Twenty years ago when I thought of the phrase “The Fall Run”, I thought of my next cross country race.
Although I am currently reliving my life as a cross country runner watching my oldest daughter begin her journey as a distance runner, the words The Fall Run no longer lead to mental pictures of runners and cross country races. Rather, they bring to mind incredibly busy days at the feed yard as we receive many new cattle…
The Fall Run is therefore synonymous with acclimating new cattle and “refilling” the pens that were empty during the summer months when cattle were out grazing on grass pastures. As the days get shorter and the nights get colder, our grass in Nebraska stops growing. This signals that it is time to move the cattle that are destined for harvest off of pastures and into feed yards. The remaining carefully saved pastures on the ranch are used for the winter feed needs of breeding stock (mama cows and bulls that will make the next generation of calves).
We receive several different types of cattle during
The Fall Run…
Yearlings are cattle that are more than 12 months of age. A Nebraska born yearling typically comes from a spring calving herd and is about 17 months old when he is moved into a feed yard like mine. He was born in the spring, grazed on grass with his mama through the summer, was weaned in the mid-late fall, wintered on pastures or fed in pens on the ranch a diet of grains and forage, grazed again on grass for the spring and summer and then finally moved into a feed yard to be finished in late summer or early fall. Most of the yearlings that I receive into the feed yard weigh 800-900#.
Fall Calves are cattle that are born in the late summer and fall months instead of in the spring. The majority of the cattle herds in Nebraska are spring calving herds, but there are some fall calving herds as well. A fall calf is typically shipped to a feed yard late summer or early fall and is 10-14 months of age. The fall calves that I receive at the feed yard weigh approximately 700#. I really like feeding fall calves because they typically winter very well for me, have few health problems, and harvest in February and March still eligible for an Age and Source Verified program which allows me diversity with my end product.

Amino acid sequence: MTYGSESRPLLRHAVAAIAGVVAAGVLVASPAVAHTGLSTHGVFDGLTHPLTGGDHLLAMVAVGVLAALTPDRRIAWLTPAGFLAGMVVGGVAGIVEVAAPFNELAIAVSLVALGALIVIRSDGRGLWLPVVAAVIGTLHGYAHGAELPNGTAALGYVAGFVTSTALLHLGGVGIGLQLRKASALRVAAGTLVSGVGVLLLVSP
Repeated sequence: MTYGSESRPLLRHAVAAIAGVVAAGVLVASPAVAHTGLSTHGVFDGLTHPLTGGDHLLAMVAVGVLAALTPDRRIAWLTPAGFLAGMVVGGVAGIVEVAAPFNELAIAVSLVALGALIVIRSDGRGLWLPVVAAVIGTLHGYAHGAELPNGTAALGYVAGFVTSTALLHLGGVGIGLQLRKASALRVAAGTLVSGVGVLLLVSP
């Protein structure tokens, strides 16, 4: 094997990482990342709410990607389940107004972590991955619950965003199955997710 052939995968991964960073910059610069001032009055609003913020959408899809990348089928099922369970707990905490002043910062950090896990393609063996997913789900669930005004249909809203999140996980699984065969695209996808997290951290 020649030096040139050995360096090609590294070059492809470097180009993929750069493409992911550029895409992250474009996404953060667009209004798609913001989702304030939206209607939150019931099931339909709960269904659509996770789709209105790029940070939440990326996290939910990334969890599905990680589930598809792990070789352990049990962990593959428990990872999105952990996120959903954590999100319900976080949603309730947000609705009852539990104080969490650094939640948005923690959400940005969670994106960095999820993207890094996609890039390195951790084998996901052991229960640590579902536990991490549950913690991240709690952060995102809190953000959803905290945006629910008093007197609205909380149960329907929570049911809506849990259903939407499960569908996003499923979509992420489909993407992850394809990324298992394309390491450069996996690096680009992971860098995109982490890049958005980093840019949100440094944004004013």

Spring Calves are cattle that are born in the winter or spring (February through May) and shipped into a feed yard like mine prior to becoming yearlings (they do not spend an extra summer on grass like yearlings do). They graze grass pastures with their mamas the first spring and summer, and then are weaned late fall. These cattle may or may not be weaned on the home ranch and will ship to the feed yard either in the fall or the winter months. While I prefer that the cattle I receive are weaned on the home ranch, I do wean some calves at the feed yard because my cow/calf partners do not have the resources (feed) or facilities (pens or corrals) to wean at home. When we wean calves we call them bawling calves because they vocalize for a couple of days after weaning searching for their mamas. Bawling calves are high maintenance, and require very careful support and care from me. Although it is hard work, I am very good at weaning calves. My holistic approach to health and well-being sets my calves up for success and enables them to thrive even during the stress of weaning.
As I think back to my years as a competitive athlete, I am thankful that I learned to always keep moving forward (even when it hurt). It is the times that we are tired and challenged that make us stronger and more successful. Continual focus and dedication enable success. I tell my kids that the defining moment during an athletic competition is usually toward the end of the race—it comes down to who is tough (both mentally and physically), and who has done their preparation work well. It is the combination of God given talent, and personal drive and tenacity that makes us winners—whether on the cross country course, at the feed yard, or wherever your life takes you…
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